If you’re a start-up founder, you probably spent a lot of the pandemic thinking about how you’ll raise funding.
Or, like the rest of us, you spent a lot more time tuning in to your favourite Netflix series.
Those two things have more in common than you’d think. Very few people know that Netflix was founded during a recession, back in 1997.
The company was founded seven years before Blockbuster reached its peak, in 2004. Originally, Netflix shipped out DVDs in the mail. It should have been a flop.
But today, only one of the 9,000 global Blockbuster stores remain, like a memorial to the much-loved VCR. In contrast, Netflix gained 37 million subscribers as global lockdowns came into place and their streaming service took the market by storm.
While subscriptions to the platform are slowing down (a story for another day), Netflix is living proof that global crises are a stimulus, and not a stopping point, for innovation.
That’s not to say every start-up is going to sail through a crisis. There are a few things you should bear in mind if you want to raise funds while the world’s upside down.
Let’s explore them.
It’s rarely a ‘no’, often ‘not right now’
It’s true what they say about timing.
Some start-up founders were dealt cruel cards during the pandemic, others enjoyed breathtaking wins. Where travel platforms were grounded, delivery services soared.
It’s part of the reason why investor ‘no’s’ should be taken with a pinch of salt. Investors say no to great start-ups for several reasons – maybe their specialism is MedTech but you’re pitching fintech. Perhaps they want to focus on products instead of service brands.
And then sometimes, a pandemic happens and your travel platform is the furthest thing from investor minds. Even if you’re set to be the next Airbnb.
Until we learn how to predict global crises with incontrovertible accuracy, it’s very hard to mitigate the risk of bad timing.
But here’s the good news: start-up founders are used to mitigating risk. If you’re a founder, it’s probably something you’re doing every day, without even thinking about it.
Figure out what resilience looks like in your industry, and then when it comes to speaking with investors, highlight how you’re building it into your business model. Assess whether your business is actually pandemic proof, or whether you need to wait a little while before pitching it to investors.
Pay attention to current events and market trends, use them to guide how and who you approach. Because timing is critical, but not as important as the next piece of advice.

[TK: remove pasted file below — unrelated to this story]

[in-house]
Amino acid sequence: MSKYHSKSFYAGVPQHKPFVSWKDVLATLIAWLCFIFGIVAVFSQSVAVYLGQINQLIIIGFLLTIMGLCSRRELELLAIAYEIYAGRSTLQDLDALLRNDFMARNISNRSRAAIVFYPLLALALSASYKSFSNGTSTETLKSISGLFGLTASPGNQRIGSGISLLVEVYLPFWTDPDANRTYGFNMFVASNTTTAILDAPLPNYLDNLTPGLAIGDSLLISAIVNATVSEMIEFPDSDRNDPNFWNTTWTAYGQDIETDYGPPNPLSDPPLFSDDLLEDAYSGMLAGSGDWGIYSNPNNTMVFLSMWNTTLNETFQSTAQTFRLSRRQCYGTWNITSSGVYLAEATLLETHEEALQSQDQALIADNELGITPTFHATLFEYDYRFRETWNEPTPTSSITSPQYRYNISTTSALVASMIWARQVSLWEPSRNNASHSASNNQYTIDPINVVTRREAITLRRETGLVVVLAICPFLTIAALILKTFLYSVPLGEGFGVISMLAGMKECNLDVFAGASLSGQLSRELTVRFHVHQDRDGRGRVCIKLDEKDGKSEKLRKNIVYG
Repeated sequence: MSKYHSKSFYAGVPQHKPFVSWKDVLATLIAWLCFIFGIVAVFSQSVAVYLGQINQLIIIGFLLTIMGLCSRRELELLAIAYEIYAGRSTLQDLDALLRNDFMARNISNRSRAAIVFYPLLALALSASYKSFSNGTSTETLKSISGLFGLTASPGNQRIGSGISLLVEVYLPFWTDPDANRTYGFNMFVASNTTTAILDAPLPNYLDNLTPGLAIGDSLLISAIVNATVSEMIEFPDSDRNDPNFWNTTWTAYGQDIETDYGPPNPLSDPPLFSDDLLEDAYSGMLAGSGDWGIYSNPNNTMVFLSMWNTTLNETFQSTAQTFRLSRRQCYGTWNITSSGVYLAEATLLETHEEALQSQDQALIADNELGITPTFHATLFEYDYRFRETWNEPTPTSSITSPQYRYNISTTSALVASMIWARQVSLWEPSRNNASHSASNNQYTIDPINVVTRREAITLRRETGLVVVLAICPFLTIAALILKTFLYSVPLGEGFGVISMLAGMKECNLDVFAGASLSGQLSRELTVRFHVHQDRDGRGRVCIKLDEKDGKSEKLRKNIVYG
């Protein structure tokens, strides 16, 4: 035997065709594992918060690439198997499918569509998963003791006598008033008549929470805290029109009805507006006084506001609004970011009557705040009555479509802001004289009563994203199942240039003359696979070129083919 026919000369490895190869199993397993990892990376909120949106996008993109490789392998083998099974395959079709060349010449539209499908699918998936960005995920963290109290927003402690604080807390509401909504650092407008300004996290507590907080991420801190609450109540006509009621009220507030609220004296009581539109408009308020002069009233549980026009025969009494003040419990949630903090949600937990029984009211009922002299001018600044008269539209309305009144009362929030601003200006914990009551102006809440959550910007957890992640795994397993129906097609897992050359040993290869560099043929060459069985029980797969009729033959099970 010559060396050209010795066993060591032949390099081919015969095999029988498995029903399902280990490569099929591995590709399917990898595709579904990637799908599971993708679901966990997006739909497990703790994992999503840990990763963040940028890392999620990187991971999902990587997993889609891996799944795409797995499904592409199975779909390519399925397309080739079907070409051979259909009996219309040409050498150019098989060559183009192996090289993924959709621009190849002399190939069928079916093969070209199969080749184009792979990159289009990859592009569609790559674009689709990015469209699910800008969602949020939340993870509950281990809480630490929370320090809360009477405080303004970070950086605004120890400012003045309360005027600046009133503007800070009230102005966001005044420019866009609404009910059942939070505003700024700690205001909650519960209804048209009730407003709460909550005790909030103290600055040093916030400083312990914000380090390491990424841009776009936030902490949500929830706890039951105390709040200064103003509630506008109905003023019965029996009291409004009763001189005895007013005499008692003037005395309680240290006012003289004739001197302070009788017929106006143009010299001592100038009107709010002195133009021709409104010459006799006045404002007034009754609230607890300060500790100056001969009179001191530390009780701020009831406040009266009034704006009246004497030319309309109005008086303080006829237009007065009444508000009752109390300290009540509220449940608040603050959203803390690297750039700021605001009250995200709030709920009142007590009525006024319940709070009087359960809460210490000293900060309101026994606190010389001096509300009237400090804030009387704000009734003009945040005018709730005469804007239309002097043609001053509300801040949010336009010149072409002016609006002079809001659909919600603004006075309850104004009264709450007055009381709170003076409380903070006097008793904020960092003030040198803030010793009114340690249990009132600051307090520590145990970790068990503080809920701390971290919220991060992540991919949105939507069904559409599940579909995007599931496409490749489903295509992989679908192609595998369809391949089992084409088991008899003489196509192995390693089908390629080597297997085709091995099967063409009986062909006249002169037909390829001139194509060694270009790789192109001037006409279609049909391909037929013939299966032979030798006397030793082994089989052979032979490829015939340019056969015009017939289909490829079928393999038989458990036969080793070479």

Generate leads like there’s no tomorrow
Those investor ‘nos’ we mentioned above? You’re gonna hear a lot of them. So many, that you’ll start to think a yes won’t ever happen. Persist.
Your approach to lead generation should feel like a sales role. Unless you’re continuously investing in new connections, the well is going to run dry. Be on the lookout for relationships all the time.
It’s also important to remember that investors have biases. Some of them made their money in MedTech, others FinTech. Maybe they’re not looking for an AgriTech platform to add to their portfolio. Again, this doesn’t mean your idea is naff.
At the same time, you might connect with an investor who loves AgriTech platforms like yours. And then you’ll get an investor and an experienced guide on your side.
A one-and-done approach won’t serve you in the long run. Don’t get too comfortable with a warm lead and forget to nurture other relationships.
Instead, you should be building a steady and reliable network of connections – not just for funding, but for advice and guidance. In these situations, second-time founders or serial entrepreneurs can provide just as much value as a cash injection.
Investor isn’t another word for expert
Don’t fall for the omniscient stereotype.
VCs aren’t always experts in your field. They might have a wider strategic understanding and a good level of industry awareness, but there’s a good chance your niche is new to them.
That’s why everyone tells you communication is key to a good pitch. I’d go one step further and say, it’s not so much communication, as it is storytelling. That’s what helps you land an investment.
Not only do storytelling skills help you harness the power of your team, and convince customers that your product or service is top. They can convince investors outside of your field that they should start investing in it.
It’s all too easy to assume a level of knowledge in the boardroom, but make sure you also give a thorough explanation of your business model. Don’t miss out on curious investors because you chose to communicate in niche industry jargon.
Some investors will be sticking to what they know while global markets are in flux. The best thing you can do to encourage them to branch out is to create a clear and understandable pitch.
Claim the peaks, endure the troughs
The pandemic crisis wasn’t a crisis for start-up funding – far from it. Global venture capital doubled in 2021, compared to the year previous. And most of that capital was invested in the tech industry.
It’s clear to see why. Never before has the world relied so heavily on technology to keep things running. Healthcare systems embraced remote monitoring platforms when they couldn’t see patients face to face. Businesses moved in-person meetings to Zoom, Teams, and Meet. At times, we all took a step away from the overwhelming real world to tune into our favourite Netflix show.
Tech funding is peaking, and you’d do well to make the most of it. If you can position your start-up in a way that speaks to the challenges of tomorrow, and not just today, investors won’t ignore it.
If you want to raise capital during a crisis, you need to be proactive, patient, and thick-skinned. But isn’t that what all great start-up founders should be anyway?
Rob Shannon is the Managing Director of Irish tech recruitment firm Martinsen Mayer, who are specialists in helping venture-backed organisations scale their teams.